Electronic Frontier Foundation 'Fix it Already' program demands fixes to security & privac...

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in iCloud
The Electronic Frontier Foundation on Thursday launched "Fix It Already," a campaign directed at nine tech companies including Apple, pressuring them to solve privacy and security issues with their platforms.

Apple Mesa data center


In the case of Apple, the EFF is arguing that the company should offer people the choice to set tighter encryption on iCloud backups. Such backups are already encrypted, the EFF noted, but can be decrypted on-demand by Apple -- and hence handed over in government search requests. The data could also theoretically be raided by hackers.

"The good news," the EFF said, "is that Apple CEO Tim Cook already thinks that encrypting iCloud backups is a good idea and seems to want to implement it in the future."

Apple complies with most government search requests for iCloud data, the only criteria typically being whether due process was followed. That includes not just law enforcement but spy agencies, such as the U.S. National Security Agency.

This can become a serious threat in countries like China and Russia, where autocrats regularly have opposition members imprisoned or killed. Apple has come under fire for obeying laws in those countries requiring local data hosting -- stronger iCloud backups could be a way out of the controversy, though it would likely face pressure to weaken security if it wants to keep doing business.

The EFF suggests that heightened encryption should be optional because Apple can help people recover data when they can't remember passwords.

iCloud backups can contain a range of content, from photos, videos, and texts to app data and HomeKit setups. Things like contacts, notes, and email are stored separately.

Comments

  • Reply 1 of 10
    I guess “Fix It Again Tony” was already taken.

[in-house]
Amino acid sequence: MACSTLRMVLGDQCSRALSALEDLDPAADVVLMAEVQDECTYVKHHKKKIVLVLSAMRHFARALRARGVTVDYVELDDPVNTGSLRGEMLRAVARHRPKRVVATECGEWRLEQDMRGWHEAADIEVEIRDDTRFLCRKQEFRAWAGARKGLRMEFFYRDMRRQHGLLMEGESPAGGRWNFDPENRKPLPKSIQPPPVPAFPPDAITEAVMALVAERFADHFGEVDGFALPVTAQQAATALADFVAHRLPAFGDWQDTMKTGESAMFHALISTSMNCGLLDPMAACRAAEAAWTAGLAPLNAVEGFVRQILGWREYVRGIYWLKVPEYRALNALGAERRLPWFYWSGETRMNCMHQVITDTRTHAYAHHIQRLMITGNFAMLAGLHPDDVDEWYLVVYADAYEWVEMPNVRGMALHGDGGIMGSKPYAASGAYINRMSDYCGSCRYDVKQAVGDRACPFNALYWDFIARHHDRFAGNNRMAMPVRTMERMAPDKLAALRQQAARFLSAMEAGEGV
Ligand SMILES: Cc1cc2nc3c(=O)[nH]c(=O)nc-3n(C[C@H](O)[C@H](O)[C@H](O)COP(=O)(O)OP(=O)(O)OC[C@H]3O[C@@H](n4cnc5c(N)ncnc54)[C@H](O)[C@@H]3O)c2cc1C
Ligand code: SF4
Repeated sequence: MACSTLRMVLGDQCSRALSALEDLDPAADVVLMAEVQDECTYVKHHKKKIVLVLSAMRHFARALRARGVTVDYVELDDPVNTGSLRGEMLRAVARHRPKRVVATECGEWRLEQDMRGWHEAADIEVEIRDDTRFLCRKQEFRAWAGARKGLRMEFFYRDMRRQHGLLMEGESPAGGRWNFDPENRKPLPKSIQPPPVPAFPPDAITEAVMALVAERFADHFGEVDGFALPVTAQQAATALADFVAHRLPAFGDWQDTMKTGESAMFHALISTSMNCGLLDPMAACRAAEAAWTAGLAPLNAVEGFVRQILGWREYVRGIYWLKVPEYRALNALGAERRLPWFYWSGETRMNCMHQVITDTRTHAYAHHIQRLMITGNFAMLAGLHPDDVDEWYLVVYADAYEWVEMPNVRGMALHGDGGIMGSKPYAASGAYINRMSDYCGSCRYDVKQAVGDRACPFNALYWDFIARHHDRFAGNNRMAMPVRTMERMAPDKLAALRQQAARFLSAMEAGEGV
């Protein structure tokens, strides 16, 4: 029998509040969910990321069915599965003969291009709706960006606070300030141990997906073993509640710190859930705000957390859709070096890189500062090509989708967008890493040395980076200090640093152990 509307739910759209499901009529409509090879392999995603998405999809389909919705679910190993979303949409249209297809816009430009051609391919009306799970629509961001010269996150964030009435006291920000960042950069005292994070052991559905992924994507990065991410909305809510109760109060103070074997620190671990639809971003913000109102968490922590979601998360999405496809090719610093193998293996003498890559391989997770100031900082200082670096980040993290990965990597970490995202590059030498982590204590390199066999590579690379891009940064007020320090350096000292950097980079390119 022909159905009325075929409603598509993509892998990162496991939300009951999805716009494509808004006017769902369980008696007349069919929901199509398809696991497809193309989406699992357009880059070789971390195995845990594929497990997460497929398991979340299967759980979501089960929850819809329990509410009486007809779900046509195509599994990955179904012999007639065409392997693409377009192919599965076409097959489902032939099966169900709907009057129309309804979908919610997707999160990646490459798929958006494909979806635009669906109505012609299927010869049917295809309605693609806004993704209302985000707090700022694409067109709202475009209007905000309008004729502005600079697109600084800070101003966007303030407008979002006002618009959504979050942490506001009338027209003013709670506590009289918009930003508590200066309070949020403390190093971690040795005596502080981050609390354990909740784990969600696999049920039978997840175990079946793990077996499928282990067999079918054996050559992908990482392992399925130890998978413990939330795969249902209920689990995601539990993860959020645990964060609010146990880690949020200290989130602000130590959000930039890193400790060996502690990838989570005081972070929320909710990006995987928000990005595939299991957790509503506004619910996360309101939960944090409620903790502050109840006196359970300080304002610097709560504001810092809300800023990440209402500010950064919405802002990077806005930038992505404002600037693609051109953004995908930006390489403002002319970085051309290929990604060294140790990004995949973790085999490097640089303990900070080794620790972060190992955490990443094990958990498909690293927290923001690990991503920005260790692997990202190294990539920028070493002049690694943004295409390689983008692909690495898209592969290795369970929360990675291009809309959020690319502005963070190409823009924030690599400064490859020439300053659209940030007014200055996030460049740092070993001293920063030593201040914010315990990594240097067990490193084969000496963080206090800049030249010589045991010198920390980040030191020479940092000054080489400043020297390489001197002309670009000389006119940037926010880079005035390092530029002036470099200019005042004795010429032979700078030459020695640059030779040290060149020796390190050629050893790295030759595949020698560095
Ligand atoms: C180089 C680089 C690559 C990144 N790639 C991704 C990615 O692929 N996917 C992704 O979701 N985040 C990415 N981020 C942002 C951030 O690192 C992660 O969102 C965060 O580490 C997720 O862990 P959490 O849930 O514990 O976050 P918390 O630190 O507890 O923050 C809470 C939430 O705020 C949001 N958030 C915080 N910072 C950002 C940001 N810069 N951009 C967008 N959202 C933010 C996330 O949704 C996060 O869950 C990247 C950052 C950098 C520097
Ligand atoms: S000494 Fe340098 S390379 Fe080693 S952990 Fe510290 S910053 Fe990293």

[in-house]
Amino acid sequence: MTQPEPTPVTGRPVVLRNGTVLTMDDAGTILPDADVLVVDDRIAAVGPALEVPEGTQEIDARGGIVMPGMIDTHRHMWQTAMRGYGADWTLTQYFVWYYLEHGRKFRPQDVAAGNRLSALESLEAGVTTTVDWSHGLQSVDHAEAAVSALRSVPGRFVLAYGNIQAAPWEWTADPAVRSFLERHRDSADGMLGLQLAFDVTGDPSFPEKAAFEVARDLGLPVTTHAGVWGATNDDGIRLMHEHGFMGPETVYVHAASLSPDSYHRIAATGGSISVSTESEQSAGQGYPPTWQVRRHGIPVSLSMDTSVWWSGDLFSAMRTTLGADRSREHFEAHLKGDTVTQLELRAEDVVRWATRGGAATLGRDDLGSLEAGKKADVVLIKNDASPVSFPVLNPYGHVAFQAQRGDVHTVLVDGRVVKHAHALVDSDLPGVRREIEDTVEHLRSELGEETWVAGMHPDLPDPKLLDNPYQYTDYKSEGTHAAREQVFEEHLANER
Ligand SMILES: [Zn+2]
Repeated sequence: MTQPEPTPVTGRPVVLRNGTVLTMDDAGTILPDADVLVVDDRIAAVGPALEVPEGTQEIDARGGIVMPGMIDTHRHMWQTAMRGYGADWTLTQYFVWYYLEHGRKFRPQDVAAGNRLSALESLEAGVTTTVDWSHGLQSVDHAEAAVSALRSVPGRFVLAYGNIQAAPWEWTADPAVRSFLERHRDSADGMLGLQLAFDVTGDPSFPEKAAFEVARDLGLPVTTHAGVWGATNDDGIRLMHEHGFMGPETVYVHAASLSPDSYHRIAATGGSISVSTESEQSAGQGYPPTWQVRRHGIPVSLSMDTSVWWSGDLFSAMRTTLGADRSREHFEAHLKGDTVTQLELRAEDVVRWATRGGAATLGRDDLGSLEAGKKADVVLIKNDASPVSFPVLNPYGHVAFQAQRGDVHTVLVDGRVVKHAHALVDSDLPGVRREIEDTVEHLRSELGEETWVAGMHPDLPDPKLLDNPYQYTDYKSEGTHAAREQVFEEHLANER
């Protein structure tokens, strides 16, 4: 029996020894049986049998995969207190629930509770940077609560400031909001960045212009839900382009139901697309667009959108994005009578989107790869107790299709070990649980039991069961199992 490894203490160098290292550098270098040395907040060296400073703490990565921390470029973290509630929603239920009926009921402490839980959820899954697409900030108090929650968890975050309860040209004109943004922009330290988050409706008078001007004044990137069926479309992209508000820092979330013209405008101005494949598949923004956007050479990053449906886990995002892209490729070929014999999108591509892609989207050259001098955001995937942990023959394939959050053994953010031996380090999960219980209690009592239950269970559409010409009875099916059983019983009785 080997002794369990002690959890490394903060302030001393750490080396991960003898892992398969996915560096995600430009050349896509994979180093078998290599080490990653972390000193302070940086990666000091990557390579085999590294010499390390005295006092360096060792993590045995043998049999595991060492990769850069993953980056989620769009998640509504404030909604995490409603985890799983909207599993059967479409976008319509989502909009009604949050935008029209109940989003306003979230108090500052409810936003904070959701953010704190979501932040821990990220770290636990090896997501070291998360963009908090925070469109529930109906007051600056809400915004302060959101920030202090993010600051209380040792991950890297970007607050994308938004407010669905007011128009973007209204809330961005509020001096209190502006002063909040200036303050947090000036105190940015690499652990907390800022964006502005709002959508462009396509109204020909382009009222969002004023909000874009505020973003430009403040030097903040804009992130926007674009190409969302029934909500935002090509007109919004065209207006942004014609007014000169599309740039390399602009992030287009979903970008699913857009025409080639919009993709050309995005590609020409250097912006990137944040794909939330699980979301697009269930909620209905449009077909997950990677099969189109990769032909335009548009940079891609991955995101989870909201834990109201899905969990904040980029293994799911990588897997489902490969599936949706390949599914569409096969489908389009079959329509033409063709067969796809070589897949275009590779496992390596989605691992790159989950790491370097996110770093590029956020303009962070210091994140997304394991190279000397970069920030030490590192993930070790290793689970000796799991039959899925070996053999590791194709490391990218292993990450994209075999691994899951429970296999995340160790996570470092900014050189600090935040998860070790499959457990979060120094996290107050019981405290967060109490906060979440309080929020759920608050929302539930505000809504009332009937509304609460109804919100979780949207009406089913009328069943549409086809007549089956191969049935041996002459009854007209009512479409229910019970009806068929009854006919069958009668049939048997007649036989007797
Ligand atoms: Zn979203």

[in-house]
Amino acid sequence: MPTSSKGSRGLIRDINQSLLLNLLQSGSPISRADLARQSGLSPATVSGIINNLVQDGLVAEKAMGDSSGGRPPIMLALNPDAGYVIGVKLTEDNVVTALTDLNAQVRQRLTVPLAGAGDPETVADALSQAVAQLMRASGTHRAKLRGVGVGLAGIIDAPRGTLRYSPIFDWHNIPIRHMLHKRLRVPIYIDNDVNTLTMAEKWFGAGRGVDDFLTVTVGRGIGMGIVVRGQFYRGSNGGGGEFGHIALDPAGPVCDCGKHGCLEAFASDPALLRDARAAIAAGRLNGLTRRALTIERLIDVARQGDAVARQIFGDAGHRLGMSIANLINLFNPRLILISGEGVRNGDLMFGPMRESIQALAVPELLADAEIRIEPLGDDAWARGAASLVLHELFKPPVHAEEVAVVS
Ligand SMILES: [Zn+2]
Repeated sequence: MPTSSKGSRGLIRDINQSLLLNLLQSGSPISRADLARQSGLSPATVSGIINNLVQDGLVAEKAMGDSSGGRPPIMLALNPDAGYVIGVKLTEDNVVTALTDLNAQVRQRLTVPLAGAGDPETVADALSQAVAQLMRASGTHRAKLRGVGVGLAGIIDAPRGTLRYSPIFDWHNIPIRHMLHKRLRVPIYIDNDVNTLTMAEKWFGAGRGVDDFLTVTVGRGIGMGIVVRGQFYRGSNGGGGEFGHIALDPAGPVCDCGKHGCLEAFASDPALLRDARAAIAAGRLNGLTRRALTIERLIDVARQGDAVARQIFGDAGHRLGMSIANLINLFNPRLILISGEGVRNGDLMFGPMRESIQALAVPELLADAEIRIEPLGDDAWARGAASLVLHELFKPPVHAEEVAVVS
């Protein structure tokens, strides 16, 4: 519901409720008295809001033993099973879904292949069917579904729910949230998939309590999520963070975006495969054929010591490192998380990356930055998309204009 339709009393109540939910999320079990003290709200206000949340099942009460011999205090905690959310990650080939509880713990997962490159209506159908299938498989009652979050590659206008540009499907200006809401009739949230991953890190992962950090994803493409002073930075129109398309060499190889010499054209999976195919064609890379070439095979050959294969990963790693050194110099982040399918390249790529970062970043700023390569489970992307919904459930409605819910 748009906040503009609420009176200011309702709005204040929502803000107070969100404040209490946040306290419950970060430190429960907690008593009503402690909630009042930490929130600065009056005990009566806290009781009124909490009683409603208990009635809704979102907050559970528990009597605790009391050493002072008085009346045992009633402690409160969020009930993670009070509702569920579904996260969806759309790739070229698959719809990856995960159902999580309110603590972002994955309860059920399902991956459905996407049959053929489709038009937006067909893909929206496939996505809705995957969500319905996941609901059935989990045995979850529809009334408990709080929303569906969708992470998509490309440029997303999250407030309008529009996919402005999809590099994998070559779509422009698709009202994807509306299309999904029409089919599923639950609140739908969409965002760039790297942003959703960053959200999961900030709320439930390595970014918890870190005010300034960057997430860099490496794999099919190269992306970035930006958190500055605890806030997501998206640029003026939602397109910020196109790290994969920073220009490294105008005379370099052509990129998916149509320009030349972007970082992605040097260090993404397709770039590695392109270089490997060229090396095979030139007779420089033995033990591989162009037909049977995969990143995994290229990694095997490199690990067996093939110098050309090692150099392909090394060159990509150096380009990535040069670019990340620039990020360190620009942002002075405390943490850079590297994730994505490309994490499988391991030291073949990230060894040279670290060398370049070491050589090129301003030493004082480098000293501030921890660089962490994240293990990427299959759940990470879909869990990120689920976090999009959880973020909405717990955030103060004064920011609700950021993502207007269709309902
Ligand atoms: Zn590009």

• Reply 2 of 10
    Good initiative. I hope Apple finds a way to balance convenience & security. 
    lostkiwi
  • Reply 3 of 10
    cpsrocpsro Posts: 2,475member
    The prime complaint about Android (app-specific access to the Internet) also goes for iOS and is duly noted by the EFF as applying to Apple, too. I've been harping on this for ages but until now have felt alone in my concerns. Thanks, EFF.
    edited February 28
  • Reply 4 of 10
    AppleExposedAppleExposed Posts: 1,381unconfirmed, member

    All while Samsung laughs in their face,

  • Reply 5 of 10
    rcfarcfa Posts: 775member
    Does Apple document somewhere what data they can and cannot decrypt without the user handing over their password by free will?
  • Reply 6 of 10
    knowitallknowitall Posts: 1,409member
    I wonder what request Facebook got. Terminate the company?
    AppleExposedtyler82chasmlostkiwiwatto_cobra
  • Reply 7 of 10
    auxioauxio Posts: 2,002member
    rcfa said:
    Does Apple document somewhere what data they can and cannot decrypt without the user handing over their password by free will?
    https://support.apple.com/en-us/HT202303

    russwelijahgbala1234
  • Reply 8 of 10
    chasmchasm Posts: 1,643member
    While I (and apparently Tim) agree broadly with this initiative, I find it wildly hypocritical of the EFF to flag Apple about this — the one company that actually gives a shit about user privacy — and doesn’t call out, you know, Google and Facebook (for starters). This smells like a publicity stunt aimed at people who don’t read past the headlines.
    lostkiwiwatto_cobra
  • Reply 9 of 10
    chasm said:
    While I (and apparently Tim) agree broadly with this initiative, I find it wildly hypocritical of the EFF to flag Apple about this — the one company that actually gives a shit about user privacy — and doesn’t call out, you know, Google and Facebook (for starters). This smells like a publicity stunt aimed at people who don’t read past the headlines.
    Don’t be do fast on the “hypocrite” card. Facebook, Android, Verizon, Twitter are all mentioned in separate posts. Scroll down to the bottom:

    https://fixitalready.eff.org/apple/#/

    I’m sure the plea to Google is coming one day.
  • Reply 10 of 10
    gatorguygatorguy Posts: 20,898member
    chasm said:
    While I (and apparently Tim) agree broadly with this initiative, I find it wildly hypocritical of the EFF to flag Apple about this — the one company that actually gives a shit about user privacy — and doesn’t call out, you know, Google and Facebook (for starters). This smells like a publicity stunt aimed at people who don’t read past the headlines.
    Did you think about following the links? That's why you thought it was "wildly hypocritical" since you didn't.

    Android:
    https://fixitalready.eff.org/android

    Facebook:
    https://fixitalready.eff.org/facebook

    You're welcome.
    edited March 1
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